In Ecuador, where officials are scrambling to put a positive spin on a recent oil spill in the Gala-pagos Islands, government work is an even more precarious occupation than being a dot-commer these days. For example, the country's current president, the fifth in as many years, recently complained that sacking presidents was the national sport.
So when the oil spill threatened not only the habitats of several species unique to the Galapagos, but also Ecuador's crucial tourism industry, calls for official resignations abounded.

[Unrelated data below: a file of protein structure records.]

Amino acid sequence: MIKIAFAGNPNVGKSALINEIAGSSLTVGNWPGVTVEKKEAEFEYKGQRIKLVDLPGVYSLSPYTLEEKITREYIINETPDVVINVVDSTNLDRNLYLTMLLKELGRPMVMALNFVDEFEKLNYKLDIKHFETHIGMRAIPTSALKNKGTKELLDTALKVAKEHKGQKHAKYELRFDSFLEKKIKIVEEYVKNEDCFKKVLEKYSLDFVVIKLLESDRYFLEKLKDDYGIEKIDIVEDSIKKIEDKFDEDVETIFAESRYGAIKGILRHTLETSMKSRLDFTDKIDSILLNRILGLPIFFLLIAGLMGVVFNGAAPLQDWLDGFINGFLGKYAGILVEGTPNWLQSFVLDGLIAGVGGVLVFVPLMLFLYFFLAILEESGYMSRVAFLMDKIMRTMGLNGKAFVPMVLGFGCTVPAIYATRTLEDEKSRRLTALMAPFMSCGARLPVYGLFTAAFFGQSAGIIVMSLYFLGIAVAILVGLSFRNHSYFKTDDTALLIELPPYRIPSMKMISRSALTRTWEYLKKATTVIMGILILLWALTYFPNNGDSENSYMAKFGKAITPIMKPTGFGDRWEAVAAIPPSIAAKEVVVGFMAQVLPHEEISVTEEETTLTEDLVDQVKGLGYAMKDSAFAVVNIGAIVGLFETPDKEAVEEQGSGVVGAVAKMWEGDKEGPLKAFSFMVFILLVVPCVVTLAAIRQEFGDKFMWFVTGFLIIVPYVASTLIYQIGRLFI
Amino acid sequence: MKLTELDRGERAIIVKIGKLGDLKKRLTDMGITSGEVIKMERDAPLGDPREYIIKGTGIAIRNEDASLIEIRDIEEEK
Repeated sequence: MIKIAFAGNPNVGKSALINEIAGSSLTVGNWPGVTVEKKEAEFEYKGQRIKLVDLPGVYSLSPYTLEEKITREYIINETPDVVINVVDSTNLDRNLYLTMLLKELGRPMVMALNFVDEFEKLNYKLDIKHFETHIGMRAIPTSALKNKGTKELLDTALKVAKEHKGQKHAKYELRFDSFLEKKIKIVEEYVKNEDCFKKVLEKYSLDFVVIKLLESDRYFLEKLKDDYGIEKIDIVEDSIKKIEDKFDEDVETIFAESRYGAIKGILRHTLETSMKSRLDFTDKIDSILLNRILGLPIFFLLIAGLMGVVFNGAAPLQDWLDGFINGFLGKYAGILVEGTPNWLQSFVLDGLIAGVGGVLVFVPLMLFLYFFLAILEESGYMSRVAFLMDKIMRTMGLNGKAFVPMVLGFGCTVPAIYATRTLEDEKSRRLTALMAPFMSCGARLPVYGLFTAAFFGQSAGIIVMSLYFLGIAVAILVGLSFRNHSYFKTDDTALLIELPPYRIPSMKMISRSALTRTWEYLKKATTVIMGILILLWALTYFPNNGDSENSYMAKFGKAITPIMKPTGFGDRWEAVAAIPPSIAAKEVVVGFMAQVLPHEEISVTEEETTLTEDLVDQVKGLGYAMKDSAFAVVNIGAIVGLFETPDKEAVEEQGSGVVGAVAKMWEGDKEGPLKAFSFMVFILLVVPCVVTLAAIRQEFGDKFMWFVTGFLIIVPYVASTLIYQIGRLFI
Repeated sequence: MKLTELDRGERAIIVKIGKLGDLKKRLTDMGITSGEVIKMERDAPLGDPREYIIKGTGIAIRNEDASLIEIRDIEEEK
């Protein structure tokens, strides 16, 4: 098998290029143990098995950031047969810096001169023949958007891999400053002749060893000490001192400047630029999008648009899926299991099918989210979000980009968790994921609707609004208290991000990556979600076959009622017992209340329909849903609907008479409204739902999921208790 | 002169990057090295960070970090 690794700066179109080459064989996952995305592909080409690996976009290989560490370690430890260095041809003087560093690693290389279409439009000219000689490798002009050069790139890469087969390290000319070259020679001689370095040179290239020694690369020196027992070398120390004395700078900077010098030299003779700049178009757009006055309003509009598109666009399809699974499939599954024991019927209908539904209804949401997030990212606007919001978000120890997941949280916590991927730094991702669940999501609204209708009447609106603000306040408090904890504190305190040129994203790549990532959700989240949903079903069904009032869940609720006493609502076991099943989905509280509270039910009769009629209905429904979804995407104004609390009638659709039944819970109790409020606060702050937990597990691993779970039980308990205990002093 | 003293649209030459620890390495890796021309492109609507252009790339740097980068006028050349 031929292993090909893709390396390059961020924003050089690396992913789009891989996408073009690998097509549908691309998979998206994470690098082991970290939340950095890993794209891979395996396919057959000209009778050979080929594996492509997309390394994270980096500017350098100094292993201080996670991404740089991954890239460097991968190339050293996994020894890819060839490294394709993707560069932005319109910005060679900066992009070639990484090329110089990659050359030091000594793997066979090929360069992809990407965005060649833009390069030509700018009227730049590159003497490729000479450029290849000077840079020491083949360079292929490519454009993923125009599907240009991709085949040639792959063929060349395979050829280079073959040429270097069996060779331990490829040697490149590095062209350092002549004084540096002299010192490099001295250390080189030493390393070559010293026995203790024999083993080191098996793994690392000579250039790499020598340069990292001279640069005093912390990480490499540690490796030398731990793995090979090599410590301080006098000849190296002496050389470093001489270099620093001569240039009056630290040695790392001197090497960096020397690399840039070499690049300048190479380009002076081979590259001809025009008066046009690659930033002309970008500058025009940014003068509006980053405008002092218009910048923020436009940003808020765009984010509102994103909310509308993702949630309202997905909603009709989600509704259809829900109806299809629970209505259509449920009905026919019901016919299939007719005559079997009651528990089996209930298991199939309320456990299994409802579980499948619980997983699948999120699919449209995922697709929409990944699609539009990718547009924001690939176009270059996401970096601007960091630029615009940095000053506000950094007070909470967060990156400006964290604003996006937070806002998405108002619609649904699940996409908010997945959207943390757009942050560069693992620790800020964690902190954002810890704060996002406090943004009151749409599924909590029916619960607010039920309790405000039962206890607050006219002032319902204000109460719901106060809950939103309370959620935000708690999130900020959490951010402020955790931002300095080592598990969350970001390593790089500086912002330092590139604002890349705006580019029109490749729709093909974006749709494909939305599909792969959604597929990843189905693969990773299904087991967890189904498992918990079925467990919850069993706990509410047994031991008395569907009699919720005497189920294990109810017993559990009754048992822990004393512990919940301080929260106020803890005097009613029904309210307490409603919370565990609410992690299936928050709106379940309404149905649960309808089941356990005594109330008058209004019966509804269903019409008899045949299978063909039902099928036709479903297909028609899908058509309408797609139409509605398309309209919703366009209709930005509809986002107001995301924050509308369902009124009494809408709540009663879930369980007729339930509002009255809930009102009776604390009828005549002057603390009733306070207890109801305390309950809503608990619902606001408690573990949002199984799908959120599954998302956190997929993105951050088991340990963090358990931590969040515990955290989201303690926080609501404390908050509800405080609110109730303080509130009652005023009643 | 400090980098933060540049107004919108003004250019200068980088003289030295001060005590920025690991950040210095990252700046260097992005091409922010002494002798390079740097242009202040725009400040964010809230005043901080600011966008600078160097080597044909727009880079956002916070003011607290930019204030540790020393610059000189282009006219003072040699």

But Ecaudorian bureaucrats must have been heartened by the words of US Coast Guard salvage chief Ed Stanton, who told the LA Times last week that the remains of the tanker would, in time, be transformed from eyesore to flourishing artificial reef. 'Seals will start living on it, birds will begin perching on it. It has already attracted fish,' Stanton told the Times. 'It will become a terrific place to dive.'
Slick move, chief. And should you ever tire of the Coast Guard, we're sure there's a vacancy with your name on it in the communications department of the Ecuadorian Tourism Ministry.